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Concern In Southern Africa About Proposal To Extend Mugabe Term

Senior officials of some Southern African Development Community member nations are privately expressing concern at a proposal mooted by Zimbabwe’s ruling ZANU-PF party to extend the term of president Robert Mugabe by two years years with a constitutional amendment postponing the 2008 presidential election.

Eight of ZANU-PF 10 provincial organizations backed the proposal to harmonize the presidential and parliamentary election schedule by holding both ballots in 2010. The resolution was referred to ZANU-PF central committee for further consideration.

Sources in SADC capitals said the countries most concerned at the term-extension proposal are South Africa, Botswana and Lesotho. All three have been working behind the scenes to dispatch a fact-finding mission to Zimbabwe to prepare a report on the crisis to be presented to SADC's committee on politics and defense.

Zimbabwean Deputy Information Minister Bright Matonga was quoted in the Sunday Mirror paper saying Harare has heard nothing about the delegation. Foreign Ministry sources said, however, that Harare has told SADC administrators the proposed fact-finding group will not be welcome as it was not constituted by a SADC summit.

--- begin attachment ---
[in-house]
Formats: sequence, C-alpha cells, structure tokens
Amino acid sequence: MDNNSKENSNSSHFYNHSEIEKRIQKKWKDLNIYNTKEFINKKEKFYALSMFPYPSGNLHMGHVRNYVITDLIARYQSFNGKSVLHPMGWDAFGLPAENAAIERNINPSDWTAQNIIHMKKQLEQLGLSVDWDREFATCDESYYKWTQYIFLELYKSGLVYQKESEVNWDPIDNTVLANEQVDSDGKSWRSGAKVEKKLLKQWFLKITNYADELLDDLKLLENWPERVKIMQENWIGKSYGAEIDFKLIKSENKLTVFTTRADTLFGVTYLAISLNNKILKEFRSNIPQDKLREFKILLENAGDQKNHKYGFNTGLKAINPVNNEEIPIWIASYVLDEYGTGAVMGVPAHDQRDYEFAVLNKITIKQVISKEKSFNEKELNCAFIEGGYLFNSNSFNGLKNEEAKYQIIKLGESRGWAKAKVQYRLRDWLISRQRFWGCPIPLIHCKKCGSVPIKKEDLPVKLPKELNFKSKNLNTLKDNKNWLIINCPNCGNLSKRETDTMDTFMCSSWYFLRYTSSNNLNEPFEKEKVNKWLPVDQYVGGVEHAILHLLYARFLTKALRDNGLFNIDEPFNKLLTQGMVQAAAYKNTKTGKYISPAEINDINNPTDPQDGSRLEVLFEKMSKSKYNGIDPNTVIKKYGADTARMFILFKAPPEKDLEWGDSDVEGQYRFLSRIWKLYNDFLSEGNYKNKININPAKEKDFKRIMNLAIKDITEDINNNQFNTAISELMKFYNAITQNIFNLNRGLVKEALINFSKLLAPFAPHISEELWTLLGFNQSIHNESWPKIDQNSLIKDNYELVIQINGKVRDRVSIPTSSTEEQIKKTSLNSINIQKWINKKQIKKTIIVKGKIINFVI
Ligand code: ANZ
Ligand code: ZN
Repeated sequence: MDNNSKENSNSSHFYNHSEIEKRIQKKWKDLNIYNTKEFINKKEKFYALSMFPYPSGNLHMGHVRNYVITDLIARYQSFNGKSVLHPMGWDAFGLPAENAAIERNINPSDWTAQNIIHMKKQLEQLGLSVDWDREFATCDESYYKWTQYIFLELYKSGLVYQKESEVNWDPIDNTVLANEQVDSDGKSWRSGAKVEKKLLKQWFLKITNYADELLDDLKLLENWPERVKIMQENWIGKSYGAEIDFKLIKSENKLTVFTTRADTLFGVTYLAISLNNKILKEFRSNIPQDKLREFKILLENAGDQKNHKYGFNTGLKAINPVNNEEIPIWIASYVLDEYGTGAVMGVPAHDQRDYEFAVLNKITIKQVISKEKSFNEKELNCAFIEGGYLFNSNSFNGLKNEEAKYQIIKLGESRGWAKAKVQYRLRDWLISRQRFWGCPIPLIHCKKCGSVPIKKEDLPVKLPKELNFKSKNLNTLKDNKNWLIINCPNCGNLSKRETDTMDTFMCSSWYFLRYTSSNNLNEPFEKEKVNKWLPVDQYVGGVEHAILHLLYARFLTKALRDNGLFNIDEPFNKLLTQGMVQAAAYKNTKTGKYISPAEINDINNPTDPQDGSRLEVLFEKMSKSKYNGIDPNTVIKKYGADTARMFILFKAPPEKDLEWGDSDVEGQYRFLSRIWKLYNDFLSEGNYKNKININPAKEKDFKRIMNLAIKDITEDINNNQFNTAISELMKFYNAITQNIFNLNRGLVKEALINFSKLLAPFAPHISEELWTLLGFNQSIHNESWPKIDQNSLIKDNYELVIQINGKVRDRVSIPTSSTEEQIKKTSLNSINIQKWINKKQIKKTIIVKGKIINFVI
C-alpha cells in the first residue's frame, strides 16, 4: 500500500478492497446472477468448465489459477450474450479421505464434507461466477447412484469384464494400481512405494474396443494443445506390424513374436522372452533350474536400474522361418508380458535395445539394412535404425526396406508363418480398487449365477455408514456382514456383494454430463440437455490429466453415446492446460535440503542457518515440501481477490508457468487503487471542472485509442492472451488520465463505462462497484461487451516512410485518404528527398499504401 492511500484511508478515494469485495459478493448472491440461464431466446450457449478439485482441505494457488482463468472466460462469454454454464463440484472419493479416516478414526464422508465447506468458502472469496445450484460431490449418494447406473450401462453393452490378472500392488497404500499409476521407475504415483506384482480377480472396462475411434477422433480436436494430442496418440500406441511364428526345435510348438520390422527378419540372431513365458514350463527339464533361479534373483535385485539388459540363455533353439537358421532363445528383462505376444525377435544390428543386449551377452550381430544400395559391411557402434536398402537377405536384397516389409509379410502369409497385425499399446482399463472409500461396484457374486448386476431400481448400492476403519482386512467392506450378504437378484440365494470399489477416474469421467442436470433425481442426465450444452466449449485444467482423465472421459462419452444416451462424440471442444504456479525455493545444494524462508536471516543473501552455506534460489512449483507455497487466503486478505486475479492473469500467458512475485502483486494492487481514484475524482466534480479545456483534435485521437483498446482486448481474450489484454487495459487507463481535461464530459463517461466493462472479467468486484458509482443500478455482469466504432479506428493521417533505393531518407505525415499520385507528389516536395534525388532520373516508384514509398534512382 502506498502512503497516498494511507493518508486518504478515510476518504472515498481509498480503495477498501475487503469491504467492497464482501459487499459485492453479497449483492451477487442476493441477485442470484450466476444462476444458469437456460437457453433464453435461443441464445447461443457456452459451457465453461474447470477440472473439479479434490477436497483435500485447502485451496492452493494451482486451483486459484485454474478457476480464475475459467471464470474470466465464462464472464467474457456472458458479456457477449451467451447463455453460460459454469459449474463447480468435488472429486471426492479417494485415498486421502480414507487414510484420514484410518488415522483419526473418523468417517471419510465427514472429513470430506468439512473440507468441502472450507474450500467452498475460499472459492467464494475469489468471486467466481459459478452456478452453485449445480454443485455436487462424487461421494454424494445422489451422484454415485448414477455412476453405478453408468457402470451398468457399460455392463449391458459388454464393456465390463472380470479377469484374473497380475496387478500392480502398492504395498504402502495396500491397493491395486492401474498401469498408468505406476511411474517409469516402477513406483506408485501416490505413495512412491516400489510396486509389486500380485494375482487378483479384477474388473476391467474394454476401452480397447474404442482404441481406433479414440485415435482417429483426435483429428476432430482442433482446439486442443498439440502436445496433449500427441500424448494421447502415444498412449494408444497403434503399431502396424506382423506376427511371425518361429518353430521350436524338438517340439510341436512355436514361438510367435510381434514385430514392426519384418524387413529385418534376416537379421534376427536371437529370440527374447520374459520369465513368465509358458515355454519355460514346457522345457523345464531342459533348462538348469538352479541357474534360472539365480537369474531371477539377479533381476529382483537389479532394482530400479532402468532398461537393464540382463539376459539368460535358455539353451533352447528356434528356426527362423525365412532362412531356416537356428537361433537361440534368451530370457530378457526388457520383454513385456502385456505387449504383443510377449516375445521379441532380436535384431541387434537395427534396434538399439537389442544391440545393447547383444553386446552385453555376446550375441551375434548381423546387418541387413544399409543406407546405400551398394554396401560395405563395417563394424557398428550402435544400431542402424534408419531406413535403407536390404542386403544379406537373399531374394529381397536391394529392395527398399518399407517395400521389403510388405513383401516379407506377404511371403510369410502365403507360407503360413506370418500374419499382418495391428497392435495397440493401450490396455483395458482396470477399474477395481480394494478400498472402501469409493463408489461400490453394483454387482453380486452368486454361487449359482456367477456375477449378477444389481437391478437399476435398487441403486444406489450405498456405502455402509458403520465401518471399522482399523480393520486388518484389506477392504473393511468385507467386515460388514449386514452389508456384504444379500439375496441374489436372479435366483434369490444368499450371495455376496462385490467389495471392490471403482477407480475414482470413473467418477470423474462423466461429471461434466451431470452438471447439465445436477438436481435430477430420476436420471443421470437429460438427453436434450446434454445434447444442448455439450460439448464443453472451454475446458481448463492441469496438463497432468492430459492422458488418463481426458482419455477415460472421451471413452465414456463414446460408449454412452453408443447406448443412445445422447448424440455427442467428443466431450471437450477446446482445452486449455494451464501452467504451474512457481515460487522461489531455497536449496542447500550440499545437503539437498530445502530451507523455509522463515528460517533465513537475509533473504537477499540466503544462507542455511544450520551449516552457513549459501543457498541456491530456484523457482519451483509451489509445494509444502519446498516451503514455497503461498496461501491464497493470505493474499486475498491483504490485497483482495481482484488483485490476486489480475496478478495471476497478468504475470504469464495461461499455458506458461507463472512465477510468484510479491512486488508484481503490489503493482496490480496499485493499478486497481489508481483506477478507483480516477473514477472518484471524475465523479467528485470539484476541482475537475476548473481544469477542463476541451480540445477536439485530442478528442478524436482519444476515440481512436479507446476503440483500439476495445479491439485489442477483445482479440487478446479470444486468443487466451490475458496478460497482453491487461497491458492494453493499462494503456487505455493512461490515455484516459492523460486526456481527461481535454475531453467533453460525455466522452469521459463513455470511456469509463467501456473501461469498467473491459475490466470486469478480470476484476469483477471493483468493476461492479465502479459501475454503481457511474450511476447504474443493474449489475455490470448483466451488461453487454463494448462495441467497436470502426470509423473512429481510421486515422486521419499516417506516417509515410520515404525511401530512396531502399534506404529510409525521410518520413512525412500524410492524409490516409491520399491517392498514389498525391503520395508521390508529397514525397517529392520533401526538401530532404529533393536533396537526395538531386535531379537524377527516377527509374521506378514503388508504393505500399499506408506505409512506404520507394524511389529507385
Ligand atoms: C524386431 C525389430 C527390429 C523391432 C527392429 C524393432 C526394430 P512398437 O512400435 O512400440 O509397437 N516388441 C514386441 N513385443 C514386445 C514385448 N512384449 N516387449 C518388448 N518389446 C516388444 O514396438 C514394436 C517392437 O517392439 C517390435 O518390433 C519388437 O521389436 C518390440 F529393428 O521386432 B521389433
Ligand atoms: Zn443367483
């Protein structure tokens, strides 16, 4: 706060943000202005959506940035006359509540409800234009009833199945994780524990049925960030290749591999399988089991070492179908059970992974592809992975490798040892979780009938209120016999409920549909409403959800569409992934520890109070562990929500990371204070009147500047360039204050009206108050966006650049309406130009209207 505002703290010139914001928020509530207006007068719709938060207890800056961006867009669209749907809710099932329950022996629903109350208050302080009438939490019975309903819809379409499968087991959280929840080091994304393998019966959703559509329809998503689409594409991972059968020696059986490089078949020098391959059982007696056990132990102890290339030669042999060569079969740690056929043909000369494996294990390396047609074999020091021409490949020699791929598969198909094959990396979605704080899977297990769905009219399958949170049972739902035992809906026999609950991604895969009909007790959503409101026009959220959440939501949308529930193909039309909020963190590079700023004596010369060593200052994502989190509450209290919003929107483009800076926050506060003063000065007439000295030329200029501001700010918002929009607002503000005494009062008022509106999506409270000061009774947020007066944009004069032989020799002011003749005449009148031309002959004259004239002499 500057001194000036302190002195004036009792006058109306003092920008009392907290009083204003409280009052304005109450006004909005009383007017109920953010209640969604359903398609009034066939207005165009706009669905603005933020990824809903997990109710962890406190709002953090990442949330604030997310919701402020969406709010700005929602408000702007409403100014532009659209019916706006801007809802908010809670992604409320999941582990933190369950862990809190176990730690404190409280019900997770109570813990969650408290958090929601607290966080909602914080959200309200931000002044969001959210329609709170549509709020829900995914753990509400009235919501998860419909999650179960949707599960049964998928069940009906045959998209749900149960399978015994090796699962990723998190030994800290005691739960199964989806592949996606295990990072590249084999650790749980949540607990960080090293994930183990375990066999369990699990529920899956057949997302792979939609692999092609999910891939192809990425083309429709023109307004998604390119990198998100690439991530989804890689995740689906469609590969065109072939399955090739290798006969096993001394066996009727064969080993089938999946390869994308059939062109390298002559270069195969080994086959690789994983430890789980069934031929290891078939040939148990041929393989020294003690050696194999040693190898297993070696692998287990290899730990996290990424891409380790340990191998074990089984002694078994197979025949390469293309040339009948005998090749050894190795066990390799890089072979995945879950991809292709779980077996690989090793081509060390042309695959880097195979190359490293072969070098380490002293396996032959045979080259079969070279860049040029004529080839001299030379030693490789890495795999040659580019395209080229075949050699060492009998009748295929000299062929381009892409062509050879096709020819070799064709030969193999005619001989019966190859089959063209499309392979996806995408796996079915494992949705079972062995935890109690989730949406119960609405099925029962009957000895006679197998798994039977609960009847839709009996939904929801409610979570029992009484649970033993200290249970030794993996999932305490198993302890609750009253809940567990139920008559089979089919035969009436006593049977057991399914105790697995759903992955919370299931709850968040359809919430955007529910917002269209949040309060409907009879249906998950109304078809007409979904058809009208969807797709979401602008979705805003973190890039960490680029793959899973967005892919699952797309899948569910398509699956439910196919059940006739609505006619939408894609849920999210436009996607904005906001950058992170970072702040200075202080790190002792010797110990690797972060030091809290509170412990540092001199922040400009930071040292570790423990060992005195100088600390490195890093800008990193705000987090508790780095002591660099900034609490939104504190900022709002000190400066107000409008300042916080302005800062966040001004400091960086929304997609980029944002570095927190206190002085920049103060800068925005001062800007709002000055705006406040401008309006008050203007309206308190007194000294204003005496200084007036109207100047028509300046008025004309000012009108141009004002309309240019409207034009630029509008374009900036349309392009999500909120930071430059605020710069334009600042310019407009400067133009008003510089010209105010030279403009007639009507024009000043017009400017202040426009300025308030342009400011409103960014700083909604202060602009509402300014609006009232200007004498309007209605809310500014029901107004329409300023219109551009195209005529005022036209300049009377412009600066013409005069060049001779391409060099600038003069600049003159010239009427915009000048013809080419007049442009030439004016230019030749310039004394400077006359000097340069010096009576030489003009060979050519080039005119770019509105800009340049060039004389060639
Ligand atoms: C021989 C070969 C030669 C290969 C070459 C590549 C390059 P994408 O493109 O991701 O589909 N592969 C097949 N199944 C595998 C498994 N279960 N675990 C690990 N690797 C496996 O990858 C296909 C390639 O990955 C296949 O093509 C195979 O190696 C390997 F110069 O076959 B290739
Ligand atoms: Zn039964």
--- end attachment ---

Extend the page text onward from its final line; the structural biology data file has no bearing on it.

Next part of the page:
At the ruling party's annual conference earlier this month, President Mugabe said he would not tolerate interference from other countries in the region.

South African Deputy Foreign Minister Aziz Pahad is the only official so far to have issued any public comment on the need for a mission by SADC ministers.

Researcher Chris Maroleng of the Institute for Security Studies in South Africa told reporter Blessing Zulu of VOA's Studio 7 for Zimbabwe that SADC's move is welcome because the regional spillover effect of the Zimbabwe crisis is growing.

More reports from VOA's Studio 7 for Zimbabwe...